- Dormouse (Alice's Adventures in Wonderland)
Dormouse Alice character
The Hatter with the Dormouse asleep on the left. Illustration by John Tenniel.
First appearance Alice's Adventures in Wonderland Created by Lewis Carroll Information Species Dormouse Gender Male Significant other(s) The Hatter/March Hare Nationality Wonderland
The Dormouse is a character in "A Mad Tea-Party", Chapter VII  from Alice's Adventures in Wonderland by Lewis Carroll. He sat between the March Hare and the Hatter. They were using him, while he slept, as a cushion when Alice arrives at the start of the chapter.
The Dormouse is always falling asleep during the scene, waking up every so often, for example to say:`You might just as well say,' added the Dormouse, who seemed to be talking in his sleep, `that "I breathe when I sleep" is the same thing as "I sleep when I breathe"!'
Eventually the Hatter and the March Hare put his head in a teapot. He later appears, equally sleepy, at the Knave of Hearts' trial and voices resentment at Alice for growing, and his last interaction with any character is his being "suppressed" (amongst other things) by the Queen for shouting out that tarts are made of treacle.
The Dormouse is referenced in popular culture by two American rock bands: Firstly by Jefferson Airplane in the song "White Rabbit", in which the last line of the song, repeated twice and building through a crescendo is "Remember what the dormouse said: feed your head, feed your head". Secondly by the progressive metal band Queensrÿche in the song "Right Side of My Mind": "Re-engineer your head is really what the dormouse said". The British rock band Radiohead also refer to the dormouse in the song "Knives Out" with the lyrics, "Catch the mouse/ Don't look down/ Shove it in your mouth" and "Cook him up/ Squash his head/ Put him in the pot".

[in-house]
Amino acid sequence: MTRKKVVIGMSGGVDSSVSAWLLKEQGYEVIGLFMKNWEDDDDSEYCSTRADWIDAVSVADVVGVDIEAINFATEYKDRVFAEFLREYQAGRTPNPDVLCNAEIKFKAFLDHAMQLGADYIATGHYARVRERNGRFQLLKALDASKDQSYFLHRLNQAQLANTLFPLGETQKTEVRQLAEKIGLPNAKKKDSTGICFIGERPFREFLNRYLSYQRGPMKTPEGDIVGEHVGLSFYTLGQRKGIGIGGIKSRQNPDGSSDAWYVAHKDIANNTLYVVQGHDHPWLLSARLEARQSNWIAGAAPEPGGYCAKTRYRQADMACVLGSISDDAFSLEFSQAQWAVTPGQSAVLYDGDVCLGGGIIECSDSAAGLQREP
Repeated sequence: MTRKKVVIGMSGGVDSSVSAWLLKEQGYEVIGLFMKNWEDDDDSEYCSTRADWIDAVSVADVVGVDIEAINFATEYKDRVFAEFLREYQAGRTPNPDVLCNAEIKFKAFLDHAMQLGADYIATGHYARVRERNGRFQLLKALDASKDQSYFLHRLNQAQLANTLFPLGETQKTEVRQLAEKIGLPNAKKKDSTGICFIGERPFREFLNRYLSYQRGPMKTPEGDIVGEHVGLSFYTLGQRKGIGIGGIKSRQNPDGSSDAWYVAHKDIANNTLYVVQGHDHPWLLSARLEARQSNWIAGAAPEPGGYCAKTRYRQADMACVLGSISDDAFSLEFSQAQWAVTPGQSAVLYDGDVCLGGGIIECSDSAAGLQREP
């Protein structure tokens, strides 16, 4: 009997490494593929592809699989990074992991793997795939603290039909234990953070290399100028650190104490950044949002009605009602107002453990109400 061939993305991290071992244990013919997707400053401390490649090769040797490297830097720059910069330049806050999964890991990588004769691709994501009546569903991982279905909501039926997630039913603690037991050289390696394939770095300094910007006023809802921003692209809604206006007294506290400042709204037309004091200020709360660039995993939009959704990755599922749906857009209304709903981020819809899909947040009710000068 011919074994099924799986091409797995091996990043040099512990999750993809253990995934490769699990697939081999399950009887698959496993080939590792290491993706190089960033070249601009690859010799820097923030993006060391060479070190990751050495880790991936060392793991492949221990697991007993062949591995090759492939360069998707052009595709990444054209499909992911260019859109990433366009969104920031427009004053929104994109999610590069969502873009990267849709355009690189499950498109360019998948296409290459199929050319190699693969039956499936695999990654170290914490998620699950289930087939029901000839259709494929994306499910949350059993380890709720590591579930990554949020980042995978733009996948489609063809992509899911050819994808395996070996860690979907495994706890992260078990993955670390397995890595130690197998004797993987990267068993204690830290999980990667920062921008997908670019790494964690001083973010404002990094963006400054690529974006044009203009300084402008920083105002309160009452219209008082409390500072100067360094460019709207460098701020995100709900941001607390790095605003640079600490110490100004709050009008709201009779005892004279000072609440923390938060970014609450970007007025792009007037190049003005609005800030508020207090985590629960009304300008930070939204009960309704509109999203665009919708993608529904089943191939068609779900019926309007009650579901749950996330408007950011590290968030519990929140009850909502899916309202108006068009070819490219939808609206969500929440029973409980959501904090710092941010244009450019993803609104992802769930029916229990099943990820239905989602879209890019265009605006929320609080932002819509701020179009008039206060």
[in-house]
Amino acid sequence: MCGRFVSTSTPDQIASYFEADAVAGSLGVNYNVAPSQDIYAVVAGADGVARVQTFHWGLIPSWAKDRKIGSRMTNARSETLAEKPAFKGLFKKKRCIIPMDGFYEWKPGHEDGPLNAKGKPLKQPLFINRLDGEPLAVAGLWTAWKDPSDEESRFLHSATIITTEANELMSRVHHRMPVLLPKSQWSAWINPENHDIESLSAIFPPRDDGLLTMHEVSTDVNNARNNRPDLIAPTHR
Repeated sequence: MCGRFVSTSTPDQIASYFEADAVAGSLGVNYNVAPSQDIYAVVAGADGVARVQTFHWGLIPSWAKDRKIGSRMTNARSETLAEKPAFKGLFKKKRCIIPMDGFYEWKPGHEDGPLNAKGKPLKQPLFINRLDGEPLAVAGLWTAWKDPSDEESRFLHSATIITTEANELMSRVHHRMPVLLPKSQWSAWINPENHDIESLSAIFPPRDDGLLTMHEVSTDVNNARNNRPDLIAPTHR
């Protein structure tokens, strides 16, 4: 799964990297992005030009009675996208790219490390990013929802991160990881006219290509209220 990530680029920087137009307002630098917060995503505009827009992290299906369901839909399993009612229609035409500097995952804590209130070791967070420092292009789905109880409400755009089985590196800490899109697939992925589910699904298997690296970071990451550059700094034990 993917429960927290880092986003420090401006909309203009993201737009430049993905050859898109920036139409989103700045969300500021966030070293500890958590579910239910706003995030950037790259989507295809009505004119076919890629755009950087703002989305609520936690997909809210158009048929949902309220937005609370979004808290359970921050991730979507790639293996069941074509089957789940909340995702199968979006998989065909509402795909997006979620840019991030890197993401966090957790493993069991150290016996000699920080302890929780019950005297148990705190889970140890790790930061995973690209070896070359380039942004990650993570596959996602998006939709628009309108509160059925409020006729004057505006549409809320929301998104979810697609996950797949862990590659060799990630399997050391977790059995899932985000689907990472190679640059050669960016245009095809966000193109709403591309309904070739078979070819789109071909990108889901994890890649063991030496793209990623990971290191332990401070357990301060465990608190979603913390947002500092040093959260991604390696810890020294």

The Dormouse makes an appearance in American McGee's Alice, where he and the March Hare are held captive as the Mad Hatter's experiments. He is tied to a dissection table and continues to fall asleep from the Hatter's medicines. The Dormouse also appears in the 2011 game Alice: Madness Returns, where he captures a part of the Mad Hatter as revenge for the events in American McGee's Alice.
In the SyFy TV Miniseries Alice, the Dormouse is a sidekick of the Hatter.
Dormouse Disney character First appearance Alice in Wonderland (1951) Created by Lewis Carroll Portrayed by Jimmy MacDonald Information Species Dormouse Gender Male Nationality Wonderland
The character also appears in Disney's Alice in Wonderland. Like in the book, he is sleepy and lazy, but unlike in the book, he sings Twinkle, Twinkle, Little Bat instead of his story about mouse sisters to entertain the tea-party participants. He panics at the mention of the word "cat", much like The Mouse from the book and needs to have jam spread on his nose in order to calm down. The Disney version of the character also appears in Bonkers, House of Mouse and Mickey's Magical Christmas: Snowed in at the House of Mouse.
Tim Burton's Alice in Wonderland version